Abstract

The propagation and the distribution of the optical near field in nanometallic slits are measured by a near-field scanning optical microscope. The optical near field for the p-polarized wave is confined to the middle of the slit. In contrast, the near field for the s-polarized wave is located at the edges. A simulation by the finite-difference time-domain method verifies that the near-field distribution for the s-polarized wave is due to the propagation of the surface plasmon wave (SPW) at the air-metal surface. The existence of the SPW also accounts for the extraordinary transmittance of s-polarized light, which is one order of magnitude larger than that of p-polarized light.

© 2002 Optical Society of America

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References

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Appl. Opt. (1)

J. Appl. Phys. (1)

P. K.Wei andW. S. Fann, �??Tip-sample distance regulation for near-field scanning optical microscopy using the bending angle of the tapered fiber probe,�?? J. Appl. Phys. 84, 4655-4660 (1998).
[CrossRef]

Nature (1)

T. W. Ebbesen, H. J. Lezec, H. F. Ghaemi, and T. Thio, �??Extraordinary optical transmission through sub-wavelength hole arrays,�?? Nature 391, 667-669 (1998).
[CrossRef]

Phys. Rev. (1)

H. A. Beth, �??Theory of diffraction by small holes,�?? Phys. Rev. 66, 163�??182 (1944).
[CrossRef]

Rev. Phys. Lett. (1)

J. O. Tegenfeldt, O. Bakajin, C.-F. Chou, S. S. Chan, R. Austin, W. Fann, L. Liou, E. Chan, T. Duke, and E. C. Cox, �??Near-field scanner for moving molecules,�?? Rev. Phys. Lett. 86, 1378-1381 (2001).
[CrossRef]

Sci. Express (1)

H. J. Lezec, A. Degiron, E. Devaux, R. A. Linke, L. Martin-Moreno, F. J. Garcia-Vidal, and T.W. Ebbesen, �??Beaming light from a subwavelength aperture,�?? Sci. Express 20, (2002).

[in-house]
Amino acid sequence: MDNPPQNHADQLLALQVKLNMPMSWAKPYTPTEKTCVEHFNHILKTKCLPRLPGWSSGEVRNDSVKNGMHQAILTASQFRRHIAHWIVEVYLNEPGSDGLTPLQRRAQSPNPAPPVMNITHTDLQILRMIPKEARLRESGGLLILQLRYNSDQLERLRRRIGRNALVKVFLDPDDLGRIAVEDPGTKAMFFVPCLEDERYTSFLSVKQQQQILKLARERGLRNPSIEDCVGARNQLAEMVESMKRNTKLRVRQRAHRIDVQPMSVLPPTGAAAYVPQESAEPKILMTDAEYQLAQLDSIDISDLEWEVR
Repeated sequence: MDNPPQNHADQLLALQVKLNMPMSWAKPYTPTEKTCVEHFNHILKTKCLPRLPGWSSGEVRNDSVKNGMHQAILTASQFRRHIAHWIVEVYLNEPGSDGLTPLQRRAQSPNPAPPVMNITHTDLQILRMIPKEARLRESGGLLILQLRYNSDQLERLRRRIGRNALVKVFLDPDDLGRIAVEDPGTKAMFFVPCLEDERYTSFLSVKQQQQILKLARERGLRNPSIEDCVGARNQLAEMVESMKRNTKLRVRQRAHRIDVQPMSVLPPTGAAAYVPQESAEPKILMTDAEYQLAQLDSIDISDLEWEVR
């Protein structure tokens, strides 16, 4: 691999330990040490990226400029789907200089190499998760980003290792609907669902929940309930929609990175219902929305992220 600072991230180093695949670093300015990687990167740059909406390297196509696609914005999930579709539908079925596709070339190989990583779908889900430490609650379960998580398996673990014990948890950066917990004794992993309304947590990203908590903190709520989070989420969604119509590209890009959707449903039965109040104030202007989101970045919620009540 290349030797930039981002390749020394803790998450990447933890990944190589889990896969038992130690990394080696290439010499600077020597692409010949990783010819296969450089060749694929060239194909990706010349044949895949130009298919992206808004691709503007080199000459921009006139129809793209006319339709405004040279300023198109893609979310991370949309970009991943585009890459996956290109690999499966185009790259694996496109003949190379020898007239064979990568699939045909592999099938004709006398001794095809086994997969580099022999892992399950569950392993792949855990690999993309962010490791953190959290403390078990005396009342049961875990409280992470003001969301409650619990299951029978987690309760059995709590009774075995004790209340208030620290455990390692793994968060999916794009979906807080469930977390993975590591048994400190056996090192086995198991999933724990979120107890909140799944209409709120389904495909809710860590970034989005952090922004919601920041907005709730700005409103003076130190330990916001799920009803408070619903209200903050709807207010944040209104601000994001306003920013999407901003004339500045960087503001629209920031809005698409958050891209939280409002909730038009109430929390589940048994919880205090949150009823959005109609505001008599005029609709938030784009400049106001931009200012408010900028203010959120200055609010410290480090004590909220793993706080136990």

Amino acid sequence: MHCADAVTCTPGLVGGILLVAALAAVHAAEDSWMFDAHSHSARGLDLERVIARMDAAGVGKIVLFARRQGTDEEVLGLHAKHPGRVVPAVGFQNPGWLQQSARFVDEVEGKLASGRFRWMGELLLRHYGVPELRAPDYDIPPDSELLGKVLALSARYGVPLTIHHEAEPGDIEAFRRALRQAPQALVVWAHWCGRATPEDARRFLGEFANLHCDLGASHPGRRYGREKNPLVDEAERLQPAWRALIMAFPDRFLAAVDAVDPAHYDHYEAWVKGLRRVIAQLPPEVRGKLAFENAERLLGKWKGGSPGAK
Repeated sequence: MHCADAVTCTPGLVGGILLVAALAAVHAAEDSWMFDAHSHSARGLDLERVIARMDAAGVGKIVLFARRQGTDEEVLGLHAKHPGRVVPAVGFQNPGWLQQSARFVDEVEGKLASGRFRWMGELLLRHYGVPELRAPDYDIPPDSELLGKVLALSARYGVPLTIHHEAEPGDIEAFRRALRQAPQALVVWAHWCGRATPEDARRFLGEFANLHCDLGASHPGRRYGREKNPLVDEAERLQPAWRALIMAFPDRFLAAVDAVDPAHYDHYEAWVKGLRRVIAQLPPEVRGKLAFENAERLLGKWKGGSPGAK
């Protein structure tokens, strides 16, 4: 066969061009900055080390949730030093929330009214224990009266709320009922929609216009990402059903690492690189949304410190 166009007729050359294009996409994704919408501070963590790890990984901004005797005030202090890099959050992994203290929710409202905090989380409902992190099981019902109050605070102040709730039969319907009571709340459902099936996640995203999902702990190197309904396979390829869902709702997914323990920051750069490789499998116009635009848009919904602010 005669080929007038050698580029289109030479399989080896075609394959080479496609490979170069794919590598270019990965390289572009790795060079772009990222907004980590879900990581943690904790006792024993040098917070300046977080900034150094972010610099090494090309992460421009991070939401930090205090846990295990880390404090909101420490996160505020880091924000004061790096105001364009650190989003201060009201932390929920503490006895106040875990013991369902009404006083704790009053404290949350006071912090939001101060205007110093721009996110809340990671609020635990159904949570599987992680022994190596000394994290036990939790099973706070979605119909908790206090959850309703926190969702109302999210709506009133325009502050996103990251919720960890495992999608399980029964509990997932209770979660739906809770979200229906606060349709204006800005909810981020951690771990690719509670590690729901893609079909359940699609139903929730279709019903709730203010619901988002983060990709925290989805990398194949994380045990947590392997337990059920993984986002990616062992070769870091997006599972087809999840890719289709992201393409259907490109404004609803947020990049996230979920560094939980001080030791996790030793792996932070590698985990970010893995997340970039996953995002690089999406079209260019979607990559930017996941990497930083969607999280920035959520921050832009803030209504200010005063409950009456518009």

Science (1)

E. Betzig, J. K. Trautman, T. D. Harris, J. S. Weiner, and R. L. Kostelak, �??Breaking the diffraction barrier: optical microscopy on a nanometric scale,�?? Science 251, 1468 (1991).
[CrossRef] [PubMed]

Other (2)

J. D. Jackson, Classical Electrodynamics, 3rd ed. (Wiley, NewYork, 1998).

A. Taflove and S. C. Hagness, Computational Electrodynamics : the Finite-Difference Time-Domain Method, 2nd ed. (Artech House, Boston, 2000).

Supplementary Material (2)

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Figures (4)

Fig. 1.
Fig. 1.

The experimental setup for a collection-mode NSOM

Fig. 2.
Fig. 2.

The measured topographic and NSOM images for 100 nm silt. (a) Topography (left) and s-polarized NSOM image (right). (b) Topography (left) and p-polarized NSOM image (right). (c) The propagation of the optical field for s-polarized light.

Fig. 3.
Fig. 3.

Animation of the propagation of light in a 100 nm metallic slit. (a) TE mode (839k) (b) TM mode (856k).

Fig. 4.
Fig. 4.

The measured topographic and NSOM images for 500 nm silt. (a) Topography (left) and s-polarized NSOM image (right). (b) Topography (left) and p-polarized NSOM image (right). (c) The FDTD simulations of the propagated optical field for s-polarized light (left image) and p-polarized light (right image). The dashed white lines indicate where the NSOM measured.

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